Consider us in the Miami Vice stage of the Internet of Things. Sure, our sneakers are talking to our phones, and our fridges are informing our meal deliveries, but it’s just a taste of what is to come, and in the future, we might just look back on today and cringe. Of course, the technology being created now will dictate how we move forward — with companies like Nike, Nest, and more, each contributing in their own way. The recent addition of Google Home will see mainstream adoption explode under the guise of streaming Call Me Maybe from the kitchen to the shower
By early 2020, 5G networks will begin to roll out with data speeds of up to 10GB/s, ushering in a new world of device-to-device communication beyond chatty whitegoods. We’ll begin installing more and more sensors across our environment — developing prototype ‘smart-cities’ with connected lights, sewerage level detectors, smart traffic diversions and solar panel roads that can charge your car as you drive. The IoT health industry is expected to be worth around $117 billion USD and we’ll see efficiencies in patient monitoring, smarter research, and patient care. IoT will also affect our ability to respond to emergencies, with sensors and automated responses leading faster dispatch and replacement of life-saving services.
We’ve seen the introduction of IoT-powered Precision Agriculture, and by 2020, this will be an essential tool to most, if not all farmers. Using data sensors and satellite imagery to manage resources, we’ll be able to predict weather patterns and strategically plant and harvest crops to maximise production and minimise devastating waste.
Smart cities? Try smart everywhere. We’ll go from the current 3.5-4 billion connected devices to a predicted 45-50 billion, with sensors on lights, bins, drains, playgrounds, and roads all common. Cars and trucks will be self-driving, speaking to each other in order to avoid accidents around 10x quicker than humans ever could. Cities will use less power, knowing when and where lights are required, and predicting demand-based on foot and vehicle traffic. Data from personal devices, wearable tech, and city environments will be indexed by algorithms to make the world a smoother place to live in. Though not as fun to think about, the security implications in this space are considerable, and will require heavy scrutiny to avoid a data-based catastrophe. Think less ‘hackers stealing your Twitter password’ and more ‘gridlocking an entire traffic network and transport system’.
By 2030, B2B services in IOT are expected to add $17 trillion to U.S GDP, making an enormous impact on productivity and the scale of challenges we get to solve. Precious resources that are drained by menial tasks today will be liberated, and hopefully, put to truly productive work.
At home, soul-sucking chores will be automated from start to finish.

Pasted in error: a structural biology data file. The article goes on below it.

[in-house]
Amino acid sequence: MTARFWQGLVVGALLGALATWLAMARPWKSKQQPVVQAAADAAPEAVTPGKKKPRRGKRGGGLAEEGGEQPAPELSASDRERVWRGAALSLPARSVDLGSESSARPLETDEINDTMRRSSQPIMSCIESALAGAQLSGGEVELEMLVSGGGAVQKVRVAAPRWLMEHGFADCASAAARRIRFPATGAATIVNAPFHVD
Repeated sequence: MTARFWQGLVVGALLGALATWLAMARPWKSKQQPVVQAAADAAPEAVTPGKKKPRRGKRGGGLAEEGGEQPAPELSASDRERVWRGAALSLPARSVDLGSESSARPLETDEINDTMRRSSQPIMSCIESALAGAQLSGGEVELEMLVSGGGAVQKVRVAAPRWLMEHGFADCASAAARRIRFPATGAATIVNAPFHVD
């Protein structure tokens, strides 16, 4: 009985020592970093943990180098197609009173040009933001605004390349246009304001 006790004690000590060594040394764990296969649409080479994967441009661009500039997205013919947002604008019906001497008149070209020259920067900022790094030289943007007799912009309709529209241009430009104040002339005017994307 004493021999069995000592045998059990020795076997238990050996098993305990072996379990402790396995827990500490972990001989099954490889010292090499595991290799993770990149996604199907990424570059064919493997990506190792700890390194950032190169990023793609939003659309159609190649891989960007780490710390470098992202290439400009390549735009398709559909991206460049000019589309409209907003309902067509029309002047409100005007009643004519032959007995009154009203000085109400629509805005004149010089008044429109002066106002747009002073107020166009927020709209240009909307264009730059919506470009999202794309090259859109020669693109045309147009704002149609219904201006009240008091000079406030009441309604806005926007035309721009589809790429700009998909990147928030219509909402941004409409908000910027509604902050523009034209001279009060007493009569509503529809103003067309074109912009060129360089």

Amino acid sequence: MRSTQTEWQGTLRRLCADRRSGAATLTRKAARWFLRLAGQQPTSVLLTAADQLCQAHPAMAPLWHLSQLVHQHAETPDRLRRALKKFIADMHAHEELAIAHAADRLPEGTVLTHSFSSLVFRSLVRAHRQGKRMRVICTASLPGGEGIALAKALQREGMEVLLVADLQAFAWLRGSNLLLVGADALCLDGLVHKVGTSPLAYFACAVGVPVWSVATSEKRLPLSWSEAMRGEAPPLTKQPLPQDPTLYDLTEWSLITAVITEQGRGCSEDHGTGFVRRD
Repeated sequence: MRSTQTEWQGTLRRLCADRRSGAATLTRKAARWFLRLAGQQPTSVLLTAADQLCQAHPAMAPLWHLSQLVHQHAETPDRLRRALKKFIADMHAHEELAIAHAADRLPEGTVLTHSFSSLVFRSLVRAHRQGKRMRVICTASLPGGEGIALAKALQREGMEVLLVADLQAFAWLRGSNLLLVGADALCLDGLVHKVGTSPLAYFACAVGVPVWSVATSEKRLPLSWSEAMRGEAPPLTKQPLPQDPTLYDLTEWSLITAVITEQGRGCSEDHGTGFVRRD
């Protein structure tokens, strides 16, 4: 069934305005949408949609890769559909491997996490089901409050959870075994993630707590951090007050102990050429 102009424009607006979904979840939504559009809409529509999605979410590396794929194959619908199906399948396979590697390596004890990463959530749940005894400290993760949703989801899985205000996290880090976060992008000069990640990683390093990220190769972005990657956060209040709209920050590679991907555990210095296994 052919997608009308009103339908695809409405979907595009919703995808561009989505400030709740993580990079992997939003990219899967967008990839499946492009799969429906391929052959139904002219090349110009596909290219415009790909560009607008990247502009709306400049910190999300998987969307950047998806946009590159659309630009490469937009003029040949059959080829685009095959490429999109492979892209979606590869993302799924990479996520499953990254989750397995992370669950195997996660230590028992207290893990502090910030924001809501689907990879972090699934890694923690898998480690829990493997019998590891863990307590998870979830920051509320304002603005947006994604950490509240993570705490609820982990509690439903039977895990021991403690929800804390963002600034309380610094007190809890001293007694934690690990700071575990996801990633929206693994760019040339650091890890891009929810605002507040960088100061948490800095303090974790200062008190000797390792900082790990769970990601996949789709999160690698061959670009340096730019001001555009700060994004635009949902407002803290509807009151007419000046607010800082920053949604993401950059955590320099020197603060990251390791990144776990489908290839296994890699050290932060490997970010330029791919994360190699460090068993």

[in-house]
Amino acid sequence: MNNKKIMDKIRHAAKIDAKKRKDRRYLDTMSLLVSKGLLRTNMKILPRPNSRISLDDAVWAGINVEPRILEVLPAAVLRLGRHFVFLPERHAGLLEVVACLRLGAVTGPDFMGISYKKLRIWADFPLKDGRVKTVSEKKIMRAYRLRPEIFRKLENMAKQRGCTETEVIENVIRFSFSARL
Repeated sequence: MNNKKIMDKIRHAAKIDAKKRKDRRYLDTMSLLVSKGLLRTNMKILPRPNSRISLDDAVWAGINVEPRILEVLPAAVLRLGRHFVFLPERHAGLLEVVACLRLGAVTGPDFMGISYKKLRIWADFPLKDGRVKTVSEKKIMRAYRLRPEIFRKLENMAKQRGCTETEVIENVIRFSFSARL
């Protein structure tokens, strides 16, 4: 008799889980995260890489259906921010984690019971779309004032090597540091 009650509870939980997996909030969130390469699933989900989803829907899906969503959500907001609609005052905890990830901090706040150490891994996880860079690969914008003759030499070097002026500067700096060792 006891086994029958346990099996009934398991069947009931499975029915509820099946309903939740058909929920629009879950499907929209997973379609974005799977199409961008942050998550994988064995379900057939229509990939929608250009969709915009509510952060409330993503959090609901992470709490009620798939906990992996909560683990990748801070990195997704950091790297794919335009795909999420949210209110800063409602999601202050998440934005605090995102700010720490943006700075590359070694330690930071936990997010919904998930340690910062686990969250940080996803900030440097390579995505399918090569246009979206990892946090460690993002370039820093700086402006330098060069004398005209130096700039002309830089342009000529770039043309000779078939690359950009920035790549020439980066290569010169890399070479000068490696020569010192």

Your refrigerator will plan your meals taking your diet and fitness level into account, while your oven will predict your eating patterns and cook to taste, and to schedule. IoT sensors on most, if not all food items will tell you where your food has come from while your smartwatch recommends your next meal based on real-time nutrition scanning. We’re not predicting Back to the Future-style Pizzas, but we’re not ruling it out, either…
Self-driving vehicles know your timetable and arrive at your house to you up, as well as other commuters on your route. Sure you have to share, but at least the journey is speedy and traffic-free. The angry red lights that pepper your peakhour don’t even exist; entire cities flow uninterrupted thanks to sensors and data speeds beyond our imagination. Health sensors monitor your vital stats and recommend diets, prescriptions, or medical attention as you need them. Language barriers are reduced thanks to real-time translators, much like the recently announced Pilot earpiece, and the entire world is open to new opportunities of unimaginable value. We communicate more easily, travel further, and enjoy greater access to technology than ever before.
Outside the home, IoT sensors in the environment monitor pollution, pests, and ecosystems to combat the agricultural challenges of a changing climate. Food production sees a near-faultless adaptation new environments with sensors and machinery executing every necessary precaution and action for delivery.
Of course, this is just a small taste of the future, limited by our inability to see beyond the current use of IoT tech. Could we see an ‘Internet of Planets’ with impending space-tourism? Could a new wave of criminals use code to redistribute entire cities? Could concepts like teleportation and mind-control find a tangible adaptation through our increasingly connected devices? While it’s impossible to fully map the future of IoT tech, the road will certainly be pathed with ideas, unshackled by today’s limitations.
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